By: Tim Young
“Cell phones are so convenient that they’re an inconvenience.”
We’ve certainly entered a new age of mobility. The iPhone turns a decade old in just a few months. RIM’s first BlackBerry that was actually a phone (rather than just a two-way pager) was released close to 15 years ago. And the IBM Simon, considered by many to be the first smartphone, was released over twenty-two years ago. It was certainly the first thing I saw that was anything like a smartphone. I didn’t even own a cell phone in 1994, so the device was practically mystical to my eyes.
My first thought was… “who on Earth would ever need something like that?” Which was also pretty much my reaction the first time I saw an iPad or heard about connected-home appliances. Every step felt like a fad. It was the stuff of science fiction, but we’d seen that sort of technology come into being, suffer from lack of interest and prohibitive expense, and then fade away.
Take video phones, for example. Every 80s sci-fi flick, from RoboCop to Back to the Future (Part II, of course) featured videophones. After many fits and starts, I was convinced that they were too impractical to ever be a real thing. And now I FaceTime with family on a near-daily basis. And so it goes.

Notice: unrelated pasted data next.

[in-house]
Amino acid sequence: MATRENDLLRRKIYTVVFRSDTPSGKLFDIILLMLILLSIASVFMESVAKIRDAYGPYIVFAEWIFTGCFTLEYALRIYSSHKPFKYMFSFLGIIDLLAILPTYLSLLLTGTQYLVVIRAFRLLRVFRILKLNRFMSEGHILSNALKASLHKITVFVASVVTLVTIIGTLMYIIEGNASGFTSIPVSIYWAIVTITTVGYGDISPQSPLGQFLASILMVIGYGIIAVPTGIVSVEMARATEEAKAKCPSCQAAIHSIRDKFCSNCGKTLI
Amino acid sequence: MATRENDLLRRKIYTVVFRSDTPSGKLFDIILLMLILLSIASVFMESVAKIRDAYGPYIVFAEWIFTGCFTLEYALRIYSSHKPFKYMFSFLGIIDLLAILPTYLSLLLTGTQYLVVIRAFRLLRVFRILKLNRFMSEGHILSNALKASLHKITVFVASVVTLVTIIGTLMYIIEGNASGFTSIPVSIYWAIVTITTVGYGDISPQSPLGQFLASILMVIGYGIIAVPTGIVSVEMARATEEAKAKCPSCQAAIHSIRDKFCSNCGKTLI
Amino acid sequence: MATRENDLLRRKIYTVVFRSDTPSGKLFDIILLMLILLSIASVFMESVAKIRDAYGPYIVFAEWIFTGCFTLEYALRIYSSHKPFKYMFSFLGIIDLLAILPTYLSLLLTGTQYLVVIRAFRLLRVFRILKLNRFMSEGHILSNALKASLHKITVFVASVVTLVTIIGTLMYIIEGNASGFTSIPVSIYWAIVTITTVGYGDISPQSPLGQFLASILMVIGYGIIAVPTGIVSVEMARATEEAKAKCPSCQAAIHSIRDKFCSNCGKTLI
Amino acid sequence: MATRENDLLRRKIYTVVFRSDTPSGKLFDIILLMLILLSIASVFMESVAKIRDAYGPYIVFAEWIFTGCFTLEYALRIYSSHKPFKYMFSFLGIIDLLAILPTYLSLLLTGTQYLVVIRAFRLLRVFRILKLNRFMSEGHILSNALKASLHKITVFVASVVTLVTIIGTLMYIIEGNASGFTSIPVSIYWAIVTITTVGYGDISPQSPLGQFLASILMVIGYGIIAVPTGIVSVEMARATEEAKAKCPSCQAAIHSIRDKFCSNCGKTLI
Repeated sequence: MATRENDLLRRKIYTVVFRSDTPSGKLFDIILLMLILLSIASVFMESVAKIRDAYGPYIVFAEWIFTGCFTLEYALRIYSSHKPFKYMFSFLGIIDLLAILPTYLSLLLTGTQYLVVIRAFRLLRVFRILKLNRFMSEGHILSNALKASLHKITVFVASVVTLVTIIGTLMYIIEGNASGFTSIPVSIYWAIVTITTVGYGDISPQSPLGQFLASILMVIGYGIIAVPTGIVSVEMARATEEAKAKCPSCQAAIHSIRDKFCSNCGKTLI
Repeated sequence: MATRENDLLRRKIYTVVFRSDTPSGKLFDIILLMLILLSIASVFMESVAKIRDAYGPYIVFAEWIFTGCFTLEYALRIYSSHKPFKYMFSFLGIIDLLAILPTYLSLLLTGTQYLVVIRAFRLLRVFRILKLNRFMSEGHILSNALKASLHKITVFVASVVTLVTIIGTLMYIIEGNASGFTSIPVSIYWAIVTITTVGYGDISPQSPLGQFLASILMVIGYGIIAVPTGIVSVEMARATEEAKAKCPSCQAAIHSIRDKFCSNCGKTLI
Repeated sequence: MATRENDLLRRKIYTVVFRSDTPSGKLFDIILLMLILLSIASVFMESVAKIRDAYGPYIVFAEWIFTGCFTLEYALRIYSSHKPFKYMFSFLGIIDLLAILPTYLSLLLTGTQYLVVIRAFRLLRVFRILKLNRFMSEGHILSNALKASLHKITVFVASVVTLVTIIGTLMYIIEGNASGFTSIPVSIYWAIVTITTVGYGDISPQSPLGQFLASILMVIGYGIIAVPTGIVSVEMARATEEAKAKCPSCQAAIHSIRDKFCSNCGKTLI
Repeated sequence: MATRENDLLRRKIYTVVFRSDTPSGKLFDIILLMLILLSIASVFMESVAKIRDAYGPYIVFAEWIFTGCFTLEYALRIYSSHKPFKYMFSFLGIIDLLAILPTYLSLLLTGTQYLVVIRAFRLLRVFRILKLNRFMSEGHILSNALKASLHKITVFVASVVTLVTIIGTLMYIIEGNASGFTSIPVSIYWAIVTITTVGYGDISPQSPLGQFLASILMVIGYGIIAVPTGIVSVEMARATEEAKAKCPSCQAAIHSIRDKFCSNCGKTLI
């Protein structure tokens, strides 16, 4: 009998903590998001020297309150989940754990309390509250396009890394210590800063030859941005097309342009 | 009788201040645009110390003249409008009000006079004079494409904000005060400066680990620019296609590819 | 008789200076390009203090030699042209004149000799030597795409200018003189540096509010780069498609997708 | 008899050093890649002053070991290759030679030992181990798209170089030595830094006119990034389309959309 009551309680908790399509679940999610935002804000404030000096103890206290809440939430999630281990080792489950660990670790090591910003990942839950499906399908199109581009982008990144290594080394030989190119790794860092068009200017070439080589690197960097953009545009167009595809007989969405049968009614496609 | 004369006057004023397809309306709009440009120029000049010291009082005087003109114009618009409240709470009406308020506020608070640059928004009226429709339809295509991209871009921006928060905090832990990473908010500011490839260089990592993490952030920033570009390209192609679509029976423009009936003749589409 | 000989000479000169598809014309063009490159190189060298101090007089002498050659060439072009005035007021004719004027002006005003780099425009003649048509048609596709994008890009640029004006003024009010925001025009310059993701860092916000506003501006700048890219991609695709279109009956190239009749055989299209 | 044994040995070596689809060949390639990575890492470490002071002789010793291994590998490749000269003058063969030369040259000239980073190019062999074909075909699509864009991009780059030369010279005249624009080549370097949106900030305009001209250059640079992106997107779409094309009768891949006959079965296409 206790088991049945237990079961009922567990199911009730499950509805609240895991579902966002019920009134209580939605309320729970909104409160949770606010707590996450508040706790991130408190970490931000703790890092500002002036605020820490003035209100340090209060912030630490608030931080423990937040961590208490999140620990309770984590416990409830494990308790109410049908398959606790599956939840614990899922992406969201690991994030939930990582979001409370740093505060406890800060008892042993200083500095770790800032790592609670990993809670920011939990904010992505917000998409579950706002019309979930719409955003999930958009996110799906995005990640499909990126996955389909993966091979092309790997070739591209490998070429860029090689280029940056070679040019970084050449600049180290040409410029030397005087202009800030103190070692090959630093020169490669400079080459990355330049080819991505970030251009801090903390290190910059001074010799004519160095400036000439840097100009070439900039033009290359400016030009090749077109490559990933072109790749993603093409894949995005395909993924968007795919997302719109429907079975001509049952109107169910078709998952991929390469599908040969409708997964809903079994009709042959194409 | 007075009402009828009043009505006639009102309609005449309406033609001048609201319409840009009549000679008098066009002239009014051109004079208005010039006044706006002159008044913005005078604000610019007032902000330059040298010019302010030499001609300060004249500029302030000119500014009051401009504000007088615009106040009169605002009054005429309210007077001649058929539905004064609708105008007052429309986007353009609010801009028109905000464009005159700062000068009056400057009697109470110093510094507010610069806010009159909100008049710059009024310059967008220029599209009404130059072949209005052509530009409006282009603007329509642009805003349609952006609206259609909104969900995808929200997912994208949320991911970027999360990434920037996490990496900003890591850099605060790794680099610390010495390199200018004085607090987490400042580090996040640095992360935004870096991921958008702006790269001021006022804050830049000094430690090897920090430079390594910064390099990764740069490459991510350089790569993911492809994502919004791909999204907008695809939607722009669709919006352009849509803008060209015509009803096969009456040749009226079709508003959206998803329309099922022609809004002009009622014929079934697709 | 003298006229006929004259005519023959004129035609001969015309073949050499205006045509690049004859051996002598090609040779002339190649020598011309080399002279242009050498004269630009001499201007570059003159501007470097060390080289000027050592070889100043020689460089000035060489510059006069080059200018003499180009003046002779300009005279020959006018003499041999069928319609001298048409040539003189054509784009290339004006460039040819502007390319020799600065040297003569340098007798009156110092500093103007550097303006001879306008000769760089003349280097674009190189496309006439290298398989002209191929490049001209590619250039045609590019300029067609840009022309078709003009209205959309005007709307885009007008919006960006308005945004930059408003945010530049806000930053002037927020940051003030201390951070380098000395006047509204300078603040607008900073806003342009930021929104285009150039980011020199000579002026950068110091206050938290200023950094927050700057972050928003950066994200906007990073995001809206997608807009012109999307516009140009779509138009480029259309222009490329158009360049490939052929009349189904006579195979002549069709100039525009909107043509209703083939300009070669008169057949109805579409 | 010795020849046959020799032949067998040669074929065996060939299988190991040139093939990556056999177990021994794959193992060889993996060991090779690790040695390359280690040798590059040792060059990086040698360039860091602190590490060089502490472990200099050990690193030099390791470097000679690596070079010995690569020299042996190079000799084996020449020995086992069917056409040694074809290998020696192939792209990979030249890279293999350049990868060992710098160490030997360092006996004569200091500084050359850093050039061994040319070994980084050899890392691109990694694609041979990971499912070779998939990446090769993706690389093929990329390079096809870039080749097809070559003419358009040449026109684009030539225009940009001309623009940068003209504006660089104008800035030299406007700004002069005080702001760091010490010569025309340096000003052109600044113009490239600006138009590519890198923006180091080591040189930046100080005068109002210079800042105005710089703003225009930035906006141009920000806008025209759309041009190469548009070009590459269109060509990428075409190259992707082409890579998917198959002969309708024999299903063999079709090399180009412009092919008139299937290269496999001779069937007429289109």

As the evolution of mobile networks, devices and, in fact, lifestyles continue to unfurl. How will CSPs and end-users adjust? What’s next for wireless?
In this issue of Pipeline, we explore the latest in mobile technology. We discuss 5G, examine topics related to security, dive into analytics, and take a look at how the latest trends in mobile are erasing the distinction between life and technology. We cast our Vendor Spotlight on Subex, and we also bring you an A-Z guide for one of the largest tradeshows on Earth, Mobile World Congress 2017. All that, plus much more news and opinion that affects the ICE technology space.